3. Take out your headphones!! Being aware of what is going on around you is smart on a safety level but it’s also handy to pick up phrases and sayings by overhearing conversations between native speakers. I learned so many sayings by listening to conversations on the train. It’s tempting to want to isolate yourself during the first few months when your feeling very separate to everyone but as time goes by you’ll miss out on training your ear to the language by hearing it spoken around you. Also you’ll miss out on opportunities to speak to people
I’ve been in france almost a year and I find myself reflecting on this time and smiling at how everything worked out perfectly in the end. Exactly how I would have wanted it. Anybody who asks me now how is life in france I’d reply ‘it’s so good. It’s so soo good.’ But it would be a bit dishonest because
Wake up in the morning. Check email. Nothing but junk. Have breakfast. Check email. Random messages from mailing list you’ve unsubscribed from multiple times. Read. Work on assignment. Check email. Nothing. Close computer, unlock phone check email nothing.
I totally forgot about man spreading until I moved to Lyon and started taking public transportation daily. It’s a strange experience sitting on the metro next to a guy whose legs are so wide open you’d think there was an invisible force pulling each knee apart.
It’s the week of the FIFA women’s world cup and as the host city for the semi-final and final matches Lyon has overrun with visitors most of whom appear to be Americans.
As for me, I haven’t felt this American since I landed at Charles de Gaule last August and the border agent smiled at me when he saw my passport and said ‘Americaine? Bienvenue!’.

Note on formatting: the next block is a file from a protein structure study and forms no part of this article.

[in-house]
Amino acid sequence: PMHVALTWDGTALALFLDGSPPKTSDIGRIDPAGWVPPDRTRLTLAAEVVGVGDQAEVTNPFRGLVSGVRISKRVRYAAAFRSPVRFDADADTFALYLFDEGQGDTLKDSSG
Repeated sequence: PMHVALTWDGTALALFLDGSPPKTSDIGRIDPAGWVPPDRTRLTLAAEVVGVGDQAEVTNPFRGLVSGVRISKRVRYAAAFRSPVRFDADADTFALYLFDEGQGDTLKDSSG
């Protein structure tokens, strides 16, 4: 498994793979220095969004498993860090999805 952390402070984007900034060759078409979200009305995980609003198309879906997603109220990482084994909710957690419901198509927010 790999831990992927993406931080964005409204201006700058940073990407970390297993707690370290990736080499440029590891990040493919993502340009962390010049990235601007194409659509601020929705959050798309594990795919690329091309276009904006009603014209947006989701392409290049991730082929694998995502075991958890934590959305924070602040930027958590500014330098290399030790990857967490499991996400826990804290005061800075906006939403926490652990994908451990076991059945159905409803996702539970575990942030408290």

One of the easiest and most enjoyable day trips from Lyon is to Marseille. After you’ve laced your most comfortable walking shoes, take the first train from Lyon Gare Perrache at 7am and two hours later you’ll arrive at Marseille Gare Saint-Charles.
The best way to explore most cities is by wandering around with a general sense of what you might find. Marseille is no different.
You really can ever be too careful nor can you ever be too safe. Living in a country that seems to be under a constant state of high alert for potential terrorist activity is unsettling. But it can also be a bit liberating.
You see, it’s all a matter of how you think about it.
These days in France, on Saturdays in particular, it seems as if chaos is the order of the day. What started the third weekend last November as a protest against fuel price hikes and proposed tax increases, has escalated to a weekly brawl throughout France but notably in Paris and other large cities like Lyon where I have been living since August. Each Monday morning I check the news to see what went down, if anybody died, what happened to the protester who took up the tear gas canister to throw it back towards the riot police (he lost four fingers) and to stare incredulously at photos of burning police vehicles as the Eiffel Tower stands defiantly in the background.
I said the name in English but he’d never heard of it. I did a quick google search for a French translation, which I should have done before I even entered the pharmacy. After a few seconds of silence, he asked if I could explain what it does. I hesitated. I searched for the words.Continue reading “The pharmacist.”